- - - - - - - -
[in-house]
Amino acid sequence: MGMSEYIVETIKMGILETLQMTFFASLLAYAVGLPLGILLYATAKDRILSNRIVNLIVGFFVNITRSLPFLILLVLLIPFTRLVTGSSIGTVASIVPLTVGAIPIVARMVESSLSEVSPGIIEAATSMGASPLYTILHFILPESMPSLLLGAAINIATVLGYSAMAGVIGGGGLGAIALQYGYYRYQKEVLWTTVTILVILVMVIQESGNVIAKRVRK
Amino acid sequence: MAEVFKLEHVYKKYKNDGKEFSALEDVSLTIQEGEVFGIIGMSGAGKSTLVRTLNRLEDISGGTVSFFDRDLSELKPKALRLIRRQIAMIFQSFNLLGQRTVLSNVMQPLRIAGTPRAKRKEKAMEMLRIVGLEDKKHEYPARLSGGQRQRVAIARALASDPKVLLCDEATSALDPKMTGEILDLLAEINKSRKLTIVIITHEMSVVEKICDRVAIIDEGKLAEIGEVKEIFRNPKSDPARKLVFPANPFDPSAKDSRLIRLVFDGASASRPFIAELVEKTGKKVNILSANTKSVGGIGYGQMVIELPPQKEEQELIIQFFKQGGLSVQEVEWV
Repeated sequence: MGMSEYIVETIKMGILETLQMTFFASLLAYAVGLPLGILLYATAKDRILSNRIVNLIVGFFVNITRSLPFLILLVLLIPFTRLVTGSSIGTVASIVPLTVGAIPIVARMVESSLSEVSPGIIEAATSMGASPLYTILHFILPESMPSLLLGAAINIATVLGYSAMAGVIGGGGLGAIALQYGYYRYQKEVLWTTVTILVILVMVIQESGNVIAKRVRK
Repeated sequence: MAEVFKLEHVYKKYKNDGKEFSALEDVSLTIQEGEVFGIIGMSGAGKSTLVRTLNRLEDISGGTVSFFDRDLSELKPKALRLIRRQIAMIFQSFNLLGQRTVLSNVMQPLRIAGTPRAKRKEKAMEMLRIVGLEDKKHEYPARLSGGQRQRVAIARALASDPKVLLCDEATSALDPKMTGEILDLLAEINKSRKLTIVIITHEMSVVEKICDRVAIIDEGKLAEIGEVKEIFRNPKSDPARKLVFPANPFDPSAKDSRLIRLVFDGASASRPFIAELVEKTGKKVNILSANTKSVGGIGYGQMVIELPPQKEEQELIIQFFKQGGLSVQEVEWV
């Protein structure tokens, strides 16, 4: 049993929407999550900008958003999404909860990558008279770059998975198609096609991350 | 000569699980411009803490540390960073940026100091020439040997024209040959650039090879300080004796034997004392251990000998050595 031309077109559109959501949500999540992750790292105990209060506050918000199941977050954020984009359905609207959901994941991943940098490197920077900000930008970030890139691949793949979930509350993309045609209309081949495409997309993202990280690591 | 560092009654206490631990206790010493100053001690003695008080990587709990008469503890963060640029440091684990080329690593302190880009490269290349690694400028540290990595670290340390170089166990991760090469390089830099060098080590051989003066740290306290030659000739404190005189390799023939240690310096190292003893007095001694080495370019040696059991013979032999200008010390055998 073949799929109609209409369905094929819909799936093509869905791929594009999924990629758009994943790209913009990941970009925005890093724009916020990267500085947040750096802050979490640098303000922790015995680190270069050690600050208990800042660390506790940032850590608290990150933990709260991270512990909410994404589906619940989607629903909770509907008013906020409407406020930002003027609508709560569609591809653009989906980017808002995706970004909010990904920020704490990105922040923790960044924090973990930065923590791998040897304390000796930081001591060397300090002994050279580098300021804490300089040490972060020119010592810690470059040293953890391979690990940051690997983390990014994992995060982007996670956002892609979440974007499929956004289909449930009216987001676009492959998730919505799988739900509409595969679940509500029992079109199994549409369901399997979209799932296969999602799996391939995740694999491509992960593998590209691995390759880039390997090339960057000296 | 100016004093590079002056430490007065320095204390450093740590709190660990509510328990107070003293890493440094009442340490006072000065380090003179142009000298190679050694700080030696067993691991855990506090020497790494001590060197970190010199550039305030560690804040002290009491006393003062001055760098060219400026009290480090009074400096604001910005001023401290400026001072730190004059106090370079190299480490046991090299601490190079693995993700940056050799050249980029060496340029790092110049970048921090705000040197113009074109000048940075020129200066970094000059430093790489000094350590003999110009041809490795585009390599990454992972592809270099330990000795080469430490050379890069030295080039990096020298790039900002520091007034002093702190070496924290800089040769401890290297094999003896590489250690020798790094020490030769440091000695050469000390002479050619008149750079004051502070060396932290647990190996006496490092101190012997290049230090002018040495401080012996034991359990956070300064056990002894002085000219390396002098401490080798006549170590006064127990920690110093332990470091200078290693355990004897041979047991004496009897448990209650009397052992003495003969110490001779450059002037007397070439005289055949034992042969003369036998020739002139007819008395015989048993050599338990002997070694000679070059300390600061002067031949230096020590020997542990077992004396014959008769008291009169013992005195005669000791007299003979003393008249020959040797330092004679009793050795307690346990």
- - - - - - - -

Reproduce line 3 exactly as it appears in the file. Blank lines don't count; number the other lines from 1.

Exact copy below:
Amino acid sequence: MAEVFKLEHVYKKYKNDGKEFSALEDVSLTIQEGEVFGIIGMSGAGKSTLVRTLNRLEDISGGTVSFFDRDLSELKPKALRLIRRQIAMIFQSFNLLGQRTVLSNVMQPLRIAGTPRAKRKEKAMEMLRIVGLEDKKHEYPARLSGGQRQRVAIARALASDPKVLLCDEATSALDPKMTGEILDLLAEINKSRKLTIVIITHEMSVVEKICDRVAIIDEGKLAEIGEVKEIFRNPKSDPARKLVFPANPFDPSAKDSRLIRLVFDGASASRPFIAELVEKTGKKVNILSANTKSVGGIGYGQMVIELPPQKEEQELIIQFFKQGGLSVQEVEWV